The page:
The greatest challenge to controlling litigation costs is limiting the cost of document collection, production and review. The rules of civil procedure, which permit discovery into all information “that is relevant to any party’s claim or defense,” give outside counsel who seek to prepare for trial every incentive to overturn any rock that may be hiding evidence that could be useful when examining or cross-examining key witnesses. Unfortunately, whereas only 15 years ago, the review of relevant information could be limited to boxes of documents, now terabytes of data across email systems, computers, smartphones and elsewhere must frequently be reviewed—whether through keyword searches and temporary/contract attorney review or technology-assisted review such as predictive coding.  

Are all these costs inevitable? The answer is that inside and outside counsel can actively work together to avoid getting caught in the discovery trap, or at least make the approach they take in discovery a conscious choice (consistent with certain obligations imposed by applicable civil procedure rules). Before undertaking any systemic review of documents—whether those to be produced or those requested of an adversary—both in-house and outside counsel should discuss ranges of possible resolution of the case, how various aspects of document review and production might affect those ranges and how costs could vary depending on the steps to be taken.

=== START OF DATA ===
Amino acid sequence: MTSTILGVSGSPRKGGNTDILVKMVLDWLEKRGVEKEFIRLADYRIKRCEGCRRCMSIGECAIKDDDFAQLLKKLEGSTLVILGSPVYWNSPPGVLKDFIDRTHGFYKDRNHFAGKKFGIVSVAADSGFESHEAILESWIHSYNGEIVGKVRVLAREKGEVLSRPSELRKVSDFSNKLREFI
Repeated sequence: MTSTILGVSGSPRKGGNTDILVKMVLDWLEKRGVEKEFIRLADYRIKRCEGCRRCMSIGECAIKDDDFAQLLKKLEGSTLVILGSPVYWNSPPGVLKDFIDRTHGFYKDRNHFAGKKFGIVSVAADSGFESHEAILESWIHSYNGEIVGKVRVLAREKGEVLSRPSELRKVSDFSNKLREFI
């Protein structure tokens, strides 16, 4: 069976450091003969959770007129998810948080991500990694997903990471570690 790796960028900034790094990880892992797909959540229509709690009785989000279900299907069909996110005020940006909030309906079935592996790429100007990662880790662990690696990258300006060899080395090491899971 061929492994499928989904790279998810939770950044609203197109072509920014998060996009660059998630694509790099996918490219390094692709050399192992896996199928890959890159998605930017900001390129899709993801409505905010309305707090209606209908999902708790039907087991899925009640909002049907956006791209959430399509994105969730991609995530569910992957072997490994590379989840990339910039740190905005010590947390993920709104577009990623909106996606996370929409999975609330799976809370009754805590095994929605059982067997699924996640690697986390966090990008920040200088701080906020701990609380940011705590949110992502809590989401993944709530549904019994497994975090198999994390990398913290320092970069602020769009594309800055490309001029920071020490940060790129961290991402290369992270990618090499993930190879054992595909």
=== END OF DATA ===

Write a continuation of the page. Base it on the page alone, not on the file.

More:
Some practical suggestions

Here are some questions inside and outside counsel should discuss to maximize the value of inside counsel’s litigation budget in the discovery phase of litigation:

  • What steps can and should counsel take to limit the number of custodians whose documents will be reviewed? Should parties seek an agreed-upon limitation? Would motion practice be useful to obtain greater proportionality between the scope of documents to be reviewed and the amount in controversy in the dispute?
  • How can counsel identify the most fruitful documents?